As I’ve written before, Advanced Style is the only blog I check in on throughout the week. And now there’s a documentary! If you’re not familiar with the world of Advanced Style, the film will indoctrinate you!
I also recently acquired a pack of vintage postage stamps! I think I’ll incorporate them into some postcard collages.
This stamp was released the day before the dedication of Everglades National Park in 1947. As of then, it was one of the best selling stamps in the history of the US Postal Service. (150th anniversary of the Battle of New Orleans)
This 1986 stamp commemorates a pioneer in higher education for women. Mary Lyon established what are now Wheaton College (1834) and Mount Holyoke (1837), where she served as the first president.
Like most farm kids, Mary Lyon and her six siblings had to work hard from an early age, even more so because their father died when Mary was five. Their mother later remarried and moved away with her new husband. Thirteen year-old Mary was left behind, and supported herself by keeping house for her brother who took over the farm. She earned one silver dollar a week.
It seems apt that Lyon would become an evangelist of a self-denying strain of Christianity. It’s also no wonder that her education was intermittent for years. But once she got going, she became passionate about making education accessible to young women from financially modest families.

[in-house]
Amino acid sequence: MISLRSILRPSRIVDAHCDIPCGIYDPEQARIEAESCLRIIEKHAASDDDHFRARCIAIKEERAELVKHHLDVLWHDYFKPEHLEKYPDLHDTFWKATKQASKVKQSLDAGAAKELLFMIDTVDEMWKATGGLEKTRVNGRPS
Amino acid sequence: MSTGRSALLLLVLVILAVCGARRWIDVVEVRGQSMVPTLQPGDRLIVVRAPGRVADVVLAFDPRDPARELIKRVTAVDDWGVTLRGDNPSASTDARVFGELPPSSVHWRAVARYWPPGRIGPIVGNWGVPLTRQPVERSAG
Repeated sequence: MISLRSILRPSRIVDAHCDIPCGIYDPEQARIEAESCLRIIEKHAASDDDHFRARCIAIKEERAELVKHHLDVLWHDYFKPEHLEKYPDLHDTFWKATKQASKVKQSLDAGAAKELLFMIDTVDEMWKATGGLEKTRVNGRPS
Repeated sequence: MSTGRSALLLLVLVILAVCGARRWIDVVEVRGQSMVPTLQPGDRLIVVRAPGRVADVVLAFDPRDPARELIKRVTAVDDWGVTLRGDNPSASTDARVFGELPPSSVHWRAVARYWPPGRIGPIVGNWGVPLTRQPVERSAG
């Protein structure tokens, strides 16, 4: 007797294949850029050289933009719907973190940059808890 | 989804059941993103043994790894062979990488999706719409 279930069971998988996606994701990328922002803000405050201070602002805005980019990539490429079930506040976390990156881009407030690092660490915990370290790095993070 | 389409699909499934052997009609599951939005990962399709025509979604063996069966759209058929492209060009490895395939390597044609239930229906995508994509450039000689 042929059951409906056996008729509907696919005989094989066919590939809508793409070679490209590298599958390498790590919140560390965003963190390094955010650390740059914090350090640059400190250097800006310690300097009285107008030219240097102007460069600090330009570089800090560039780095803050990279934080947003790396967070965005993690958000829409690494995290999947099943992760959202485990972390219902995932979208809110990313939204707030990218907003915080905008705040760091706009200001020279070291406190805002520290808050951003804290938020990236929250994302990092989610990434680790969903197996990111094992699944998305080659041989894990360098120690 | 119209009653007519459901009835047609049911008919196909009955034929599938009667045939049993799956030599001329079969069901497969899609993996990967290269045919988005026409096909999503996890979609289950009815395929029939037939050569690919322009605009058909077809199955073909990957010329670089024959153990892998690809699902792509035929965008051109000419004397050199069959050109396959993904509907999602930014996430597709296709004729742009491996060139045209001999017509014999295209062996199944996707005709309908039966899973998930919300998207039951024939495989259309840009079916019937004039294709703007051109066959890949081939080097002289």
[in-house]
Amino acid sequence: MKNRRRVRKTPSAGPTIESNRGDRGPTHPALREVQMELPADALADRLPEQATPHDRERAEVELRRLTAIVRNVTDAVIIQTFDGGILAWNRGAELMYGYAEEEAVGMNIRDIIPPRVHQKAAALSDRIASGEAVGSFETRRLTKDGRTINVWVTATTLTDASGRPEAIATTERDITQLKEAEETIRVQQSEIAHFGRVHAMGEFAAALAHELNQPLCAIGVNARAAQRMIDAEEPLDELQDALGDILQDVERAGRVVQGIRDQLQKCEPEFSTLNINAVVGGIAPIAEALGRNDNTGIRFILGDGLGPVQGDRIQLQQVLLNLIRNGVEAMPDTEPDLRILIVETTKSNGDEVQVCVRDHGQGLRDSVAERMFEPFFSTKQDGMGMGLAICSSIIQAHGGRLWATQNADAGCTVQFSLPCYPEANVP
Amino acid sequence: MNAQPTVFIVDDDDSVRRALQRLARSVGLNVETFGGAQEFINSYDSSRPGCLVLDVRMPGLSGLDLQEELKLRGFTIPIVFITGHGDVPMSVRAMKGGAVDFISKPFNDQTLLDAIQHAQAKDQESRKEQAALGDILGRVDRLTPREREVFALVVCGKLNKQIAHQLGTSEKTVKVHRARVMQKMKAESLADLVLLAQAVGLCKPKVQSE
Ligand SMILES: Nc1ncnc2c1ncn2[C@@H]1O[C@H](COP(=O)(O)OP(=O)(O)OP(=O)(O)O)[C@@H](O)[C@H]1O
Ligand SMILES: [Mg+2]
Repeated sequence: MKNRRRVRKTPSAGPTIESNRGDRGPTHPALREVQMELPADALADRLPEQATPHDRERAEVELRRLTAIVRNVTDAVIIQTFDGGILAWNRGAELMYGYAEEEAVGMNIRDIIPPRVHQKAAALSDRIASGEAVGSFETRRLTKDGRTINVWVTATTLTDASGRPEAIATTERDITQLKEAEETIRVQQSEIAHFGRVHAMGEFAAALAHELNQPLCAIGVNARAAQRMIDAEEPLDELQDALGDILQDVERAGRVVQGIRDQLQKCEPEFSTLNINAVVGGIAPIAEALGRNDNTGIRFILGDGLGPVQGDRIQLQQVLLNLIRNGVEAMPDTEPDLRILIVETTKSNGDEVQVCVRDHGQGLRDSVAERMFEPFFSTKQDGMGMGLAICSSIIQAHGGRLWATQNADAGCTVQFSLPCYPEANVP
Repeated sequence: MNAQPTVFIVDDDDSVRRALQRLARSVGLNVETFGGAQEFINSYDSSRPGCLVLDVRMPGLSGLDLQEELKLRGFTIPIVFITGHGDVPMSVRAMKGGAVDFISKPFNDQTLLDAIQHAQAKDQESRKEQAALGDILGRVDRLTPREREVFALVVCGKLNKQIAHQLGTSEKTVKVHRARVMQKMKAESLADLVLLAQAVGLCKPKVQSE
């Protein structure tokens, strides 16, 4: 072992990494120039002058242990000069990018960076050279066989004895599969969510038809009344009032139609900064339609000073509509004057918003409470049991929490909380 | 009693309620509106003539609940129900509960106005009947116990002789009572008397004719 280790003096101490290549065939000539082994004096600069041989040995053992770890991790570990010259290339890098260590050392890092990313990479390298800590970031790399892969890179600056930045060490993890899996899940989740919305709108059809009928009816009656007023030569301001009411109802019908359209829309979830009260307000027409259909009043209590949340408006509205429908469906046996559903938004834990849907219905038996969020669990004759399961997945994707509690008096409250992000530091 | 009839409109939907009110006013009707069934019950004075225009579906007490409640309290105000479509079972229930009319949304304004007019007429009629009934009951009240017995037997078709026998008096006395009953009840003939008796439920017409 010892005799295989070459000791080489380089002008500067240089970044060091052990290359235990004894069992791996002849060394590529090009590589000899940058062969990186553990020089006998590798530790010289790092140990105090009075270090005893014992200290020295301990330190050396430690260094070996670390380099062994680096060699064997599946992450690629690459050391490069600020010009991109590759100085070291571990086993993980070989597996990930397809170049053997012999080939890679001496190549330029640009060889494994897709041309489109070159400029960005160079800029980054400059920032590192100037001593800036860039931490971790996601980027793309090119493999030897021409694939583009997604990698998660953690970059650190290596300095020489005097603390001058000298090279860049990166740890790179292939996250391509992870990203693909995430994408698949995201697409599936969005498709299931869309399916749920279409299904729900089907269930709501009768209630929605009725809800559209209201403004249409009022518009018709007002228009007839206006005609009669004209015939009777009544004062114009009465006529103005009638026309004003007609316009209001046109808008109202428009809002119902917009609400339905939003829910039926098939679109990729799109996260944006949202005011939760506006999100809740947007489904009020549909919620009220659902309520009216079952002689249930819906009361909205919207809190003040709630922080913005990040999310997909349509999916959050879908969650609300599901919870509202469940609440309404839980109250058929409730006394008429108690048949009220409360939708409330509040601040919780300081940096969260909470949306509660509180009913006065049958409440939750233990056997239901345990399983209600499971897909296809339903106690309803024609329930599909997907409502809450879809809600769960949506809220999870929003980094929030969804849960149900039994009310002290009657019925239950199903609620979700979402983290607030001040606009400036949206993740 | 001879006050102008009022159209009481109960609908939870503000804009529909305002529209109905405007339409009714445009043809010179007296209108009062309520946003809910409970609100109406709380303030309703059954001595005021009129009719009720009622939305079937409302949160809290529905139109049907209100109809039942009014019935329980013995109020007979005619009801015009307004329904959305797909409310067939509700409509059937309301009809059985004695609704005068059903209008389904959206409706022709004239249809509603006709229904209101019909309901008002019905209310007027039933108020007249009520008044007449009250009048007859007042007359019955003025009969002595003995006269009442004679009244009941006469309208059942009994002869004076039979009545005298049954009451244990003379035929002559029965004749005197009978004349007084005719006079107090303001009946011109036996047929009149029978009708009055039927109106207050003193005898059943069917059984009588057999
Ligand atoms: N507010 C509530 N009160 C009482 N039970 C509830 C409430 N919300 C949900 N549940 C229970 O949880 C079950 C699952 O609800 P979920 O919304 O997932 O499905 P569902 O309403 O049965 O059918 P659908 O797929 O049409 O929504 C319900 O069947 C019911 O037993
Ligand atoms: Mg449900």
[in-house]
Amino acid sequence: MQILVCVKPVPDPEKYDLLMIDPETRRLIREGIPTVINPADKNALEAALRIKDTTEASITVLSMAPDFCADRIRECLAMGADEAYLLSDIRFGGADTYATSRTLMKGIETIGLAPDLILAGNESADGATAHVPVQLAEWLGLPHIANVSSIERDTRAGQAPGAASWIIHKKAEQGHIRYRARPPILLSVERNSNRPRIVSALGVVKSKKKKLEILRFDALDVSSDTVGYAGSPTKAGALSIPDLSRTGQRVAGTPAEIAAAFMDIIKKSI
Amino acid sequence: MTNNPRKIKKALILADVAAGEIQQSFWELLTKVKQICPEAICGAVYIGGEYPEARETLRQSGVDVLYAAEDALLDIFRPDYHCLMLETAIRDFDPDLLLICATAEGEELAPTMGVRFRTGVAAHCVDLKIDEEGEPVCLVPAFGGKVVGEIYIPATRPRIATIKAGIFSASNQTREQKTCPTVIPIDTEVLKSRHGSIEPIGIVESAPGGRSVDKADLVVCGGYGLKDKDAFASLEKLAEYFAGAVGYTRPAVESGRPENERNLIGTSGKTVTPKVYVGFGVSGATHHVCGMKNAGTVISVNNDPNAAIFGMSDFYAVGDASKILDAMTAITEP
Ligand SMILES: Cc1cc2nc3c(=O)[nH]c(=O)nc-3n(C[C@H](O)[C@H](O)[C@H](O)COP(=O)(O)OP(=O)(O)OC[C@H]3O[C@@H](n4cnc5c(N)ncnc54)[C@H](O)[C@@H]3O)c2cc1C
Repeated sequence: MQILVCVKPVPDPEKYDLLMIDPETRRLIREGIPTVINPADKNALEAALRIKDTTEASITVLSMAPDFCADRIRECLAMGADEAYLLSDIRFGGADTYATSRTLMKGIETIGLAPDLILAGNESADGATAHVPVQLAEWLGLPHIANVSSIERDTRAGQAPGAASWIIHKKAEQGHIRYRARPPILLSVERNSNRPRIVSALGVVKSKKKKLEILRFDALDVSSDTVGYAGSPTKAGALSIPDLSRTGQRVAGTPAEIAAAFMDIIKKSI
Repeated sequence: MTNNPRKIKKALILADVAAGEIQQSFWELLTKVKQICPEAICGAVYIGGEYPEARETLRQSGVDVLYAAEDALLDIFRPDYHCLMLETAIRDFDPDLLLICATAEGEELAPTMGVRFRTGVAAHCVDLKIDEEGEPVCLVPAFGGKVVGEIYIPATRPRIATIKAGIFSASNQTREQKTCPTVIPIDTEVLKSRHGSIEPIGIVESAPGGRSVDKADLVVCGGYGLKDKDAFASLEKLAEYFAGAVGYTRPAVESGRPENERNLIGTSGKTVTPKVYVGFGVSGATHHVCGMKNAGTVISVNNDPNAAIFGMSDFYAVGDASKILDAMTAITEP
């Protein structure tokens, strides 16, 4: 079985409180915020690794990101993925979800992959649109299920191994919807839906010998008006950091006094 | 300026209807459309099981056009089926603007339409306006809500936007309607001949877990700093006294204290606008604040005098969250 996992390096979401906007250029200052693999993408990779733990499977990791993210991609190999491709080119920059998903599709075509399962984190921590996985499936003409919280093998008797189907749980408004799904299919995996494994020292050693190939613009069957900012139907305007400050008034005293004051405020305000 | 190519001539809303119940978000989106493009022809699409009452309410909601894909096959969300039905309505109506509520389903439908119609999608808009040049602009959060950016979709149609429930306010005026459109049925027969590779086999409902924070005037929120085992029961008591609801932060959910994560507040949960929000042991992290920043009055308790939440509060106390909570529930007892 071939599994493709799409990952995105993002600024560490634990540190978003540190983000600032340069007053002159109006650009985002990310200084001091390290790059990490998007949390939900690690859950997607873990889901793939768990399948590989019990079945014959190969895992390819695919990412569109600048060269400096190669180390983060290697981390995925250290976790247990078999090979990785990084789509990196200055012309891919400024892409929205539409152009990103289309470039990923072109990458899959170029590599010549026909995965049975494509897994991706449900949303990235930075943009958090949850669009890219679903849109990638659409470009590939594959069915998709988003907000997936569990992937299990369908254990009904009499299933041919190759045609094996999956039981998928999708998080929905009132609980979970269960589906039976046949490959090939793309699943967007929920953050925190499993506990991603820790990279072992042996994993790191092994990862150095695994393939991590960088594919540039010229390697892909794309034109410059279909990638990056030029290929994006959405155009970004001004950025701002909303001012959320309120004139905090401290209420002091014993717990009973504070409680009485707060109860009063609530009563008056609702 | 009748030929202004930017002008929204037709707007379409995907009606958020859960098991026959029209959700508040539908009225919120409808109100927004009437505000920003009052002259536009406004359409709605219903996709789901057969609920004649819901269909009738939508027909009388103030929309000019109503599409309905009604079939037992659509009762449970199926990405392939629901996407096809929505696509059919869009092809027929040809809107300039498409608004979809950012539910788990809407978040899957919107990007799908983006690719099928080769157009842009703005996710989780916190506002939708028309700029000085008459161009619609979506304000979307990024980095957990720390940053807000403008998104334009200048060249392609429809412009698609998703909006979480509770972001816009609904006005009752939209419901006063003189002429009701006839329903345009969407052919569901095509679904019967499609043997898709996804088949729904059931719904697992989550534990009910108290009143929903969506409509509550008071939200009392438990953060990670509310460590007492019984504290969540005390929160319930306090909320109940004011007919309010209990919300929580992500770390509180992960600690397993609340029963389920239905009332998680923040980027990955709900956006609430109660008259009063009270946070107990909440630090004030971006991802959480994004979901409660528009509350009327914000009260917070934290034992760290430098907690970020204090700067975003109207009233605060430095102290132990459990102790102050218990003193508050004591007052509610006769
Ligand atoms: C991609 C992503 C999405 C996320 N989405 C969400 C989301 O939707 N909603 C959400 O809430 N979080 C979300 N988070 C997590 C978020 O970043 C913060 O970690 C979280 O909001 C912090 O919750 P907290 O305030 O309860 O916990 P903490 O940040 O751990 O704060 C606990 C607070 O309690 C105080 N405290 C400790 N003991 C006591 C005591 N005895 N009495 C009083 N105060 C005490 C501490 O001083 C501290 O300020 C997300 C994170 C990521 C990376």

When Mount Holyoke opened, Lyon limited tuition to $60 a year, about a third the cost of other “female seminaries” in Massachusetts. Costs were kept low through a work/study system for all students. (Emily Dickinson attended the school in 1847, and had the job of cleaning knives.) Tuition was low, but the rigor of the entrance exam was high. The curriculum emphasized the sciences, introducing women to laboratory experiments and field study. Students also did P.E. every day, as Lyon had the radical belief in daily exercise for women. “Pacific 97,” the 1997 International Stamp Exhibition in San Francisco, only the ninth show of its kind. The exhibition commemorated the 150th anniversary of the USPS issuing its first postage stamps. This blue stamp and its red counterpart depict the means of mail transportation to the US West Coast in the 19th century–the clipper ship and the stagecoach.(internet image)
Finally, look what Mama Snail and her fiance gave me… They recently spent a night aboard the Queen Mary, and brought back two sets of postcards, each of photographs from the ship’s early days in the 1930s. Come back again soon to see!